There are various other enhancements Lotus have made to the car to improve it’s on-limit handling such as on the front of the car increasing the back-lock angle (better for catching oversteer), redesigned wishbones to widen the track, reducing castor and increasing camber plus an increased diameter ARB with a revised mounting system. The rear axle features increased lateral stiffness, bespoke forged wishbones, increased anti-squat (for all that bonkers torque!), a rear ARB and dual path mounting system for the springs/dampers to isolate the subframe from some of the road imperfections in everyday use.
Going back to the DPM on the Exige S, the Race mode features a first for Lotus. The system, developed in conjunction with Bosch specifically for this car is for those people who are taking their track work to a further level. The system constantly measures the available grip to the rear tyres at any given time on any given surface and then delivers the optimum power and slip to maximise acceleration. What this means is that you concentrate on the braking and turn in and when you’re leaving the corner you can just bury the throttle. Usually with this much power you’ll see some oversteer as the rear tyres break traction. With normal traction control you’ll notice a lack of power as the TC reigns the rear in but the Exige S carves a perfect line on the track every time. If track days are where you see yourself in an Exige S, the Corsa tyres are priced at £294 front and £334 rear, Trofeo tyres are £324 front and £374 rear and a set of front pads are £142 (all plus VAT). Being a relatively lightweight car it should, in typical Lotus fashion be easy on these consumables, these are current Lotus prices from a dealer so you know. Obviously you can shop around and some dealers offer discounts to our members too it’s worth remembering. Also check with your dealer about the warranty as it’s unlikely the powertrain would be covered from problems caused on track as per most manufacturers but any other manufacturing defects will still be fine.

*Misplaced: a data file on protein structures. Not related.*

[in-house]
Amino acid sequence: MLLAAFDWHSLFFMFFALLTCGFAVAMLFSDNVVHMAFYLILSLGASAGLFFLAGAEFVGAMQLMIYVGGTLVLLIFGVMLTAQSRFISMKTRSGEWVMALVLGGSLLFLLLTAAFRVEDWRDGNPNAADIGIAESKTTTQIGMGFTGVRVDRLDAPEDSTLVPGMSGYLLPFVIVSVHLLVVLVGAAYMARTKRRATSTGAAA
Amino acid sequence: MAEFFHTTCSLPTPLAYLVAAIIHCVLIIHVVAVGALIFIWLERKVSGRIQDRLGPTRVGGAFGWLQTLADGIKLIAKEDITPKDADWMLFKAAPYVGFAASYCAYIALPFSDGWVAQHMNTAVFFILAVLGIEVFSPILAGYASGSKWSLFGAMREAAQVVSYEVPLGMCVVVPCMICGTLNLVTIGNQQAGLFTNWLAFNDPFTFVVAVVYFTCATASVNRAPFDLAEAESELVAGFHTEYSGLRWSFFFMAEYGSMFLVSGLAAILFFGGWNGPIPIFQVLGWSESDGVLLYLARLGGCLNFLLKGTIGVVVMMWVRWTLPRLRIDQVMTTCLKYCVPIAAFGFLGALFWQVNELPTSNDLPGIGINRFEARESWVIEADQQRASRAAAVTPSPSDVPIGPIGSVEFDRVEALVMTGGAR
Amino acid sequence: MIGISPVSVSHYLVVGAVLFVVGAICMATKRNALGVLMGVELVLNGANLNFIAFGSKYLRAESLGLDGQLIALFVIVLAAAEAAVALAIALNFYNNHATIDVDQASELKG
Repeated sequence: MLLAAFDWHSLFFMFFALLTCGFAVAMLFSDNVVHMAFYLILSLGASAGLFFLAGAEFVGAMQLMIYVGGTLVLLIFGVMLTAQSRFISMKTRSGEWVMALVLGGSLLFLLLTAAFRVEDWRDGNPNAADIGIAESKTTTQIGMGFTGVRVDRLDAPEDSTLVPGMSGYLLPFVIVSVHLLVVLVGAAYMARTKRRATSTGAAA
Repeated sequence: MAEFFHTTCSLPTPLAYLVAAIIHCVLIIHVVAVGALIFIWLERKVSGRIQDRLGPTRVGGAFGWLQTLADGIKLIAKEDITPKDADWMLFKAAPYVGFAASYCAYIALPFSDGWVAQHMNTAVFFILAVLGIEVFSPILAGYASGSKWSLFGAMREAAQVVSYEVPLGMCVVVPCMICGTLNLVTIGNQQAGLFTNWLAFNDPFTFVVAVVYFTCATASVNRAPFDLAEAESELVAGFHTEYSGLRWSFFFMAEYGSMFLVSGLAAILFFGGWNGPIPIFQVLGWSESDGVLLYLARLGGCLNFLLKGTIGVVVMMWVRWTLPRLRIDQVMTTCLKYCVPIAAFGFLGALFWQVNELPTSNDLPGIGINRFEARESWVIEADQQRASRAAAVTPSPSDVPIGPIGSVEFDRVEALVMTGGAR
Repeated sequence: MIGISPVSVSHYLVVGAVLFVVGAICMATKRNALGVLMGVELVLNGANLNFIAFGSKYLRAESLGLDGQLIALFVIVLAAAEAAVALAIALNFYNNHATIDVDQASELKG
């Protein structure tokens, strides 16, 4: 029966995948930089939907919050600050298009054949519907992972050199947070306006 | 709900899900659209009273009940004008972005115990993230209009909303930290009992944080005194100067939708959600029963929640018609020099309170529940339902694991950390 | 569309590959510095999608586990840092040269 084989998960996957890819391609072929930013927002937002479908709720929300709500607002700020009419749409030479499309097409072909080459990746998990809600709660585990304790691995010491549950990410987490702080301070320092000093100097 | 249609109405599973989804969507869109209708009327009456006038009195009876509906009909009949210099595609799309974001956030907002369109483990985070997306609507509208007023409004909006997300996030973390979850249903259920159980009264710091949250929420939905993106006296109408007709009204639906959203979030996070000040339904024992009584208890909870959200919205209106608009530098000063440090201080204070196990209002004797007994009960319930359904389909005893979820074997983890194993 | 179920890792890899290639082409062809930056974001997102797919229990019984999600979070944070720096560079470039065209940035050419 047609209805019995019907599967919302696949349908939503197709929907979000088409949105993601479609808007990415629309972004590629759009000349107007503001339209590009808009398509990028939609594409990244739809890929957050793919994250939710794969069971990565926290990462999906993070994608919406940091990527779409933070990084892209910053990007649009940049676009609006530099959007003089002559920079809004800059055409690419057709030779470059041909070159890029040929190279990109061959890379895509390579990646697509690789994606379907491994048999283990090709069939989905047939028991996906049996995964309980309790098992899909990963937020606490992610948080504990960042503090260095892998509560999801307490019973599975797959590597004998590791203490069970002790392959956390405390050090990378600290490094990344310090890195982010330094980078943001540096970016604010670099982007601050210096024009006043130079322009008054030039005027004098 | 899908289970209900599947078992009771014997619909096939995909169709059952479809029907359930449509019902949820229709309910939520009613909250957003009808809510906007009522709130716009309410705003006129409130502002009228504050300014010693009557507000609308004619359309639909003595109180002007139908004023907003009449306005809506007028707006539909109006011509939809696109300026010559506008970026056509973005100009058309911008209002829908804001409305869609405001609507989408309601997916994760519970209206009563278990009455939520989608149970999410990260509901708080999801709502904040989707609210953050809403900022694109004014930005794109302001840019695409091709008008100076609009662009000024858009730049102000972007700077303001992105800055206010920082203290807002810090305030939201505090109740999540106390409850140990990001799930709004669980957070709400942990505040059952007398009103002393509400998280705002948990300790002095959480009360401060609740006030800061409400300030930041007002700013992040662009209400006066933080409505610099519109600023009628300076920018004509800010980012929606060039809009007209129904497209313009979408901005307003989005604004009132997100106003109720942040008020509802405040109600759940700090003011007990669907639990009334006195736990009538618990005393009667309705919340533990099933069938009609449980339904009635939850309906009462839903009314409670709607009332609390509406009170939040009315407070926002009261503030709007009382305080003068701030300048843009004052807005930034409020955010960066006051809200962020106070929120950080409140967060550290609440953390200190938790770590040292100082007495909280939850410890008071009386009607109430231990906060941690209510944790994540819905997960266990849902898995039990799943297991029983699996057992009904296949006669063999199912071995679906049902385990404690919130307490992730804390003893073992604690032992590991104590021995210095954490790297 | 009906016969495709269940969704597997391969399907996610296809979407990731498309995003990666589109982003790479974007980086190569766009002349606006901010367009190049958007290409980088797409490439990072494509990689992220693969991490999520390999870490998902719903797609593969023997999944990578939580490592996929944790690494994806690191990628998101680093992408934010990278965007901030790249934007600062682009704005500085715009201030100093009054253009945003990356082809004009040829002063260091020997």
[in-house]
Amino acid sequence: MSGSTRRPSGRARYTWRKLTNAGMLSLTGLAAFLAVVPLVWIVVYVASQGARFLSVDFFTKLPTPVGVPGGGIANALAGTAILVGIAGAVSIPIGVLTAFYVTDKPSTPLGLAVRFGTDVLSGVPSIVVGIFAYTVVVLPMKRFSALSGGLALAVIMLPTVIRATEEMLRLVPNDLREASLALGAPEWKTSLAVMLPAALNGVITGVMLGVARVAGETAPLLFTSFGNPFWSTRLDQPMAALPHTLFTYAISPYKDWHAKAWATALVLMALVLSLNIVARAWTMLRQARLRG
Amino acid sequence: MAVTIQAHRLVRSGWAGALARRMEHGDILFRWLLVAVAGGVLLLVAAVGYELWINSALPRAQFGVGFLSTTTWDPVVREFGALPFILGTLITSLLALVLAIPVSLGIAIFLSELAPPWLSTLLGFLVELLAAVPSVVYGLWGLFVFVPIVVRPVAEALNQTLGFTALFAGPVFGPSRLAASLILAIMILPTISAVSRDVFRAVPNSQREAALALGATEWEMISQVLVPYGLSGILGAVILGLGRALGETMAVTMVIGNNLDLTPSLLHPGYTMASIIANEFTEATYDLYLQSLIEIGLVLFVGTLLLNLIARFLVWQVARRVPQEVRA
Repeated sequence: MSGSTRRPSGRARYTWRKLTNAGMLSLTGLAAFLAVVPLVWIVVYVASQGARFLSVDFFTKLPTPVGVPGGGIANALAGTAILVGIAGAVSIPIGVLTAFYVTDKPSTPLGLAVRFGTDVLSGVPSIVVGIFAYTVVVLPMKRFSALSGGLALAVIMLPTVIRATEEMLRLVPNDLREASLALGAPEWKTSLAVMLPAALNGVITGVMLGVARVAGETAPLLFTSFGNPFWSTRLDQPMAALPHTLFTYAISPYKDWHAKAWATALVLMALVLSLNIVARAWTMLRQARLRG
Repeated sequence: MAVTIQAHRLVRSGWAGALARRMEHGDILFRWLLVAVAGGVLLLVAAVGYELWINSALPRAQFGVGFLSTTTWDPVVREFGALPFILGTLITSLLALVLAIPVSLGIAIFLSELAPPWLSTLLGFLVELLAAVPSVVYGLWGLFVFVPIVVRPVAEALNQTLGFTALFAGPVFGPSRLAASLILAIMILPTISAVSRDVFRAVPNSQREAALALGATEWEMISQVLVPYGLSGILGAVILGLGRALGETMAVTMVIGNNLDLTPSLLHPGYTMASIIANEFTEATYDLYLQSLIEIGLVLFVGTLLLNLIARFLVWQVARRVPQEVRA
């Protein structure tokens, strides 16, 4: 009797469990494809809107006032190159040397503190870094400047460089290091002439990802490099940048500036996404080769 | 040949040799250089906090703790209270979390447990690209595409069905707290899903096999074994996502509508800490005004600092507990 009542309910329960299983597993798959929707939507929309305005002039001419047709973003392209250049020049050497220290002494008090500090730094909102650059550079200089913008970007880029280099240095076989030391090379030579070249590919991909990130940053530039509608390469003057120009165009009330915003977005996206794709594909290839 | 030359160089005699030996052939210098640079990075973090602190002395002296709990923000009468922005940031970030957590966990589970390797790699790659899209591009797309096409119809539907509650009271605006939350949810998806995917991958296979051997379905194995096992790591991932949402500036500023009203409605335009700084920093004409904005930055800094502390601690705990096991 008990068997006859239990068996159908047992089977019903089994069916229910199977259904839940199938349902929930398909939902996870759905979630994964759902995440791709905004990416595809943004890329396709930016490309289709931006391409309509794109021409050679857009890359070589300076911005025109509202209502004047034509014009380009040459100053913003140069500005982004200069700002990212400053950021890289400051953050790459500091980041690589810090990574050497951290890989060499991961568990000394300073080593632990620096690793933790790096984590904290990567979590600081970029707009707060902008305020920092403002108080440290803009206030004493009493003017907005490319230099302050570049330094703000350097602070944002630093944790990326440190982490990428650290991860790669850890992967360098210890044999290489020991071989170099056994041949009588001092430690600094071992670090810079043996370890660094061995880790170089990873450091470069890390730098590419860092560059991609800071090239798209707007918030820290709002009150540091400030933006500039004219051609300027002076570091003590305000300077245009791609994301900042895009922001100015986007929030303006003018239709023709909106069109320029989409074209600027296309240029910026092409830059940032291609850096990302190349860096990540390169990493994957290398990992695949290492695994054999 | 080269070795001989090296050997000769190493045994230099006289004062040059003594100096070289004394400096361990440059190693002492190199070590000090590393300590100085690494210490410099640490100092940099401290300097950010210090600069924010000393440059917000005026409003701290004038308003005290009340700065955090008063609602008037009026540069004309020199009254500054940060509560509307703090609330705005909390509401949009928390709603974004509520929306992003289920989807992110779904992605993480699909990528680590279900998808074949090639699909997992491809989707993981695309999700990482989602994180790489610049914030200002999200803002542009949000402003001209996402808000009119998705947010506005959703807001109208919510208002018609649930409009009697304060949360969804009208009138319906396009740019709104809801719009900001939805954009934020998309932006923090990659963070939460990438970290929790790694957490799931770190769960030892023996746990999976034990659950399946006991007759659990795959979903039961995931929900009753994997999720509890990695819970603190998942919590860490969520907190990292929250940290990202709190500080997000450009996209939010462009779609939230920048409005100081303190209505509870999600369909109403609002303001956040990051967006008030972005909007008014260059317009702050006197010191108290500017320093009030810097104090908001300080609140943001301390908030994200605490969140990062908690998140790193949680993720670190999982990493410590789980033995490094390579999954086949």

Dealer demonstrators are due to be arriving in July. If you’re interested in a serious track day car that you can use around Europe and for small tours which isn’t impossible even to use on a daily basis then you will not find anything that competes at this price, we’re confident of that.
Base Price: £52,900 + OTR costs
Price as tested: £59,745
0-60 4.0 seconds | 0-100 8.5 seconds | Top Speed 170mph
Photos: Gary Thwaites